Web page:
Red chalk on dark yellow laid paper, 1810 - 1815
Inventory number
G002374
Author
Goya y Lucientes, Francisco de
Title
I saw it
Date
1810 - 1814
Technique
Etching; Burin; Drypoint
Support
Ivory paper
Dimension
Height: 161 mm.; Width: 239 mm.
Series
Desastres de la guerra [estampa], 44
Provenance
Acquisition, 2000

Bibliography +

Brunet, M.G., Étude sur Francisco Goya sa vie et ses travaux, Aubry, Paris, 1865, pp. 54.

Viñaza, Cipriano Muñoz y Manzano Conde de la, Goya: su tiempo, su vida, sus obras, Tip. M.G. Hernández, Madrid, 1887, pp. 384.

Delteil, Loys, Francisco Goya, I, Chez L'Auteur, Paris, 1922.

Mayer, August L., Francisco de Goya, Labor, Barcelona, 1925.

Lafuente Ferrari, Enrique, Goya: el dos de mayo y los fusilamientos de la Moncloa, Juventud, Barcelona, 1946, pp. 21.

Lafuente Ferrari, Enrique, Los desastres de la guerra de Goya y sus dibujos preparatorios, Instituto Amatller de Arte Hispánico, Barcelona, 1952, pp. 26, 66, 166.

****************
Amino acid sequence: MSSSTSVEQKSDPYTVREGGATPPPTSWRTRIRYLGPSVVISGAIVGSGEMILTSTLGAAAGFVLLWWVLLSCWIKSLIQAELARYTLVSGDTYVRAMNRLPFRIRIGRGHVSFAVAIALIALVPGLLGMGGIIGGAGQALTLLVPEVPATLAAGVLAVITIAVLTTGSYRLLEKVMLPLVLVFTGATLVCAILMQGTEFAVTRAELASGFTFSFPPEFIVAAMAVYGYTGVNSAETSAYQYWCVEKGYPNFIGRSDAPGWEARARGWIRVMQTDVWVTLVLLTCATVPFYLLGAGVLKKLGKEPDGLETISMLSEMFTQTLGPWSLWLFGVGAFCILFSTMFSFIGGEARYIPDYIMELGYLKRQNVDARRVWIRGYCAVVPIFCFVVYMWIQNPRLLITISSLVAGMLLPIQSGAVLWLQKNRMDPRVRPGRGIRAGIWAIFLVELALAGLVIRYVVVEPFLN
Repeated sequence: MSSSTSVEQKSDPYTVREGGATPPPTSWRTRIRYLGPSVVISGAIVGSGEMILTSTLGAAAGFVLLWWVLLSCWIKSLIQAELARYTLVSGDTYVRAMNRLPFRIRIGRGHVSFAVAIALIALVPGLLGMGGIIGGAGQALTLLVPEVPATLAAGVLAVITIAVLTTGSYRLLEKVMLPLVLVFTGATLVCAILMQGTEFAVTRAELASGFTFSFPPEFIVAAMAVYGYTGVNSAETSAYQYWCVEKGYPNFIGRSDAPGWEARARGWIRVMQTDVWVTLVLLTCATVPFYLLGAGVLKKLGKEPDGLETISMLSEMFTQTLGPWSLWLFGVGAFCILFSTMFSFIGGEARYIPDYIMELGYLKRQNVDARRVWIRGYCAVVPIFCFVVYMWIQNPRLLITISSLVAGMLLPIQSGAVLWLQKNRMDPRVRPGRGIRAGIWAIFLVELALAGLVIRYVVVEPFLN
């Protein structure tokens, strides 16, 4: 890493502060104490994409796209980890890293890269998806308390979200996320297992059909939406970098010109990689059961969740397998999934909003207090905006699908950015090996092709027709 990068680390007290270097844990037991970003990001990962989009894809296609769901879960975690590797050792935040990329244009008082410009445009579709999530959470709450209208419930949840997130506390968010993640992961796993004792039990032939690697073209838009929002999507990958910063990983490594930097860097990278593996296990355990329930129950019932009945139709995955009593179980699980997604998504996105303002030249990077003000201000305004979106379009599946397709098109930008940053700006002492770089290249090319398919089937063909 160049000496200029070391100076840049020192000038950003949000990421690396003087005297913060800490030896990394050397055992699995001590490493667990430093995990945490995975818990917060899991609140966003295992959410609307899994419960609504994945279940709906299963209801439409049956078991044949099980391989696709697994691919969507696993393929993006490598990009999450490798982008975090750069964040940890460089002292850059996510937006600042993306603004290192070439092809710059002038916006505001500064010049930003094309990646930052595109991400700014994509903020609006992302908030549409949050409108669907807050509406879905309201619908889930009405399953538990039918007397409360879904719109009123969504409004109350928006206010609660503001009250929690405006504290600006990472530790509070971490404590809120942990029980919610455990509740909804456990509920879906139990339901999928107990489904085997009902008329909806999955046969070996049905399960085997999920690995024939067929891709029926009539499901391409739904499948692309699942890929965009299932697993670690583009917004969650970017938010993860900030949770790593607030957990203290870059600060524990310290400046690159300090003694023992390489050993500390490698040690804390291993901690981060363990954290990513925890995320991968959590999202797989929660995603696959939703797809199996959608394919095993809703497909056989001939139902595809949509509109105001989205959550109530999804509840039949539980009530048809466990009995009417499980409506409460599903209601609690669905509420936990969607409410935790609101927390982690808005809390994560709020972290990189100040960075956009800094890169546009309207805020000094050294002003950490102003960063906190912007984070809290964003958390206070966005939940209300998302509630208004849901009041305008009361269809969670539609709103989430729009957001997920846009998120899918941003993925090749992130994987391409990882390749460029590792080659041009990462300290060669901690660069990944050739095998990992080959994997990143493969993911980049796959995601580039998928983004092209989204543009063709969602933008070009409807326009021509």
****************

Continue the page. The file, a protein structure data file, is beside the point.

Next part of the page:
Harris, Tomas, Goya, engravings and lithographs, II, Bruno Cassirer, Oxford, 1964, pp. 242.

Gassier, Pierre, Vie et oeuvre de Francisco de Goya: l' oeuvre complet illustré: peintures, dessins, gravures, Office du Livre, Oxford, 1970.

Sayre, Eleanor, The Changing Image. Prints by Francisco Goya, Museum of Fine Arts, Boston, 1974, pp. 185.

Derozier, C., La Guerre D'Independance Espagnole a Travers L'Estampe (1808..., II, Universidad de Lille, Lille, 1976, pp. 907.

Wolf, R., Onlooker, Withness, and Judge in Goya´s Disaster of War, Fatal Consequences : Callot, Goya and the Horrors of War, Dartmouth College, Hannover, 1990, pp. 39.